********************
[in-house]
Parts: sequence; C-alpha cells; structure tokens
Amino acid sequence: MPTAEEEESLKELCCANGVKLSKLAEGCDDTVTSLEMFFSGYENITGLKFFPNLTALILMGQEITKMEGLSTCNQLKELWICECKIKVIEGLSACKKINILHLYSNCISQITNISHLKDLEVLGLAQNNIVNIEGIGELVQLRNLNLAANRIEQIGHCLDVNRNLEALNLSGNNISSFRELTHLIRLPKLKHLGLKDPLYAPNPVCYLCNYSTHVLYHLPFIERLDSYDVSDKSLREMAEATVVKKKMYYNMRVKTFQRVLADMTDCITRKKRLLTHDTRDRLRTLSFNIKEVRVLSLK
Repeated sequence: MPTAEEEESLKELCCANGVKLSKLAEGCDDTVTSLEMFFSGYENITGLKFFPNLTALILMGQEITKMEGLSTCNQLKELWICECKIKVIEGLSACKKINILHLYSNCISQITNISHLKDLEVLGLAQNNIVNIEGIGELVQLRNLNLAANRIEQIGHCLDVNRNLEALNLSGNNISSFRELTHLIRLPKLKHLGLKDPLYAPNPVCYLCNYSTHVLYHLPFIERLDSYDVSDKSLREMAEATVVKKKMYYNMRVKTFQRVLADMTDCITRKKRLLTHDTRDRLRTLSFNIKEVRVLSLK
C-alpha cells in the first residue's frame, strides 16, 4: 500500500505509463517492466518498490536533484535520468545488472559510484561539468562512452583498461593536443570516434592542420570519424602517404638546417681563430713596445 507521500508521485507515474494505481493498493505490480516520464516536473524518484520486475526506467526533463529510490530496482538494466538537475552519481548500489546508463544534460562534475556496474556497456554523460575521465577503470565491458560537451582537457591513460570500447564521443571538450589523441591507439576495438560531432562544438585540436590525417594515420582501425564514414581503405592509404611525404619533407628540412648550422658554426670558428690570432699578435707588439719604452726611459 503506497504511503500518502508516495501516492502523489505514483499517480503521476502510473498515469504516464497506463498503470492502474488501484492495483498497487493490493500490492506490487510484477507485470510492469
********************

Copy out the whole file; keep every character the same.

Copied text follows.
[in-house]
Parts: sequence; C-alpha cells; structure tokens
Amino acid sequence: MPTAEEEESLKELCCANGVKLSKLAEGCDDTVTSLEMFFSGYENITGLKFFPNLTALILMGQEITKMEGLSTCNQLKELWICECKIKVIEGLSACKKINILHLYSNCISQITNISHLKDLEVLGLAQNNIVNIEGIGELVQLRNLNLAANRIEQIGHCLDVNRNLEALNLSGNNISSFRELTHLIRLPKLKHLGLKDPLYAPNPVCYLCNYSTHVLYHLPFIERLDSYDVSDKSLREMAEATVVKKKMYYNMRVKTFQRVLADMTDCITRKKRLLTHDTRDRLRTLSFNIKEVRVLSLK
Repeated sequence: MPTAEEEESLKELCCANGVKLSKLAEGCDDTVTSLEMFFSGYENITGLKFFPNLTALILMGQEITKMEGLSTCNQLKELWICECKIKVIEGLSACKKINILHLYSNCISQITNISHLKDLEVLGLAQNNIVNIEGIGELVQLRNLNLAANRIEQIGHCLDVNRNLEALNLSGNNISSFRELTHLIRLPKLKHLGLKDPLYAPNPVCYLCNYSTHVLYHLPFIERLDSYDVSDKSLREMAEATVVKKKMYYNMRVKTFQRVLADMTDCITRKKRLLTHDTRDRLRTLSFNIKEVRVLSLK
C-alpha cells in the first residue's frame, strides 16, 4: 500500500505509463517492466518498490536533484535520468545488472559510484561539468562512452583498461593536443570516434592542420570519424602517404638546417681563430713596445 507521500508521485507515474494505481493498493505490480516520464516536473524518484520486475526506467526533463529510490530496482538494466538537475552519481548500489546508463544534460562534475556496474556497456554523460575521465577503470565491458560537451582537457591513460570500447564521443571538450589523441591507439576495438560531432562544438585540436590525417594515420582501425564514414581503405592509404611525404619533407628540412648550422658554426670558428690570432699578435707588439719604452726611459 503506497504511503500518502508516495501516492502523489505514483499517480503521476502510473498515469504516464497506463498503470492502474488501484492495483498497487493490493500490492506490487510484477507485470510492469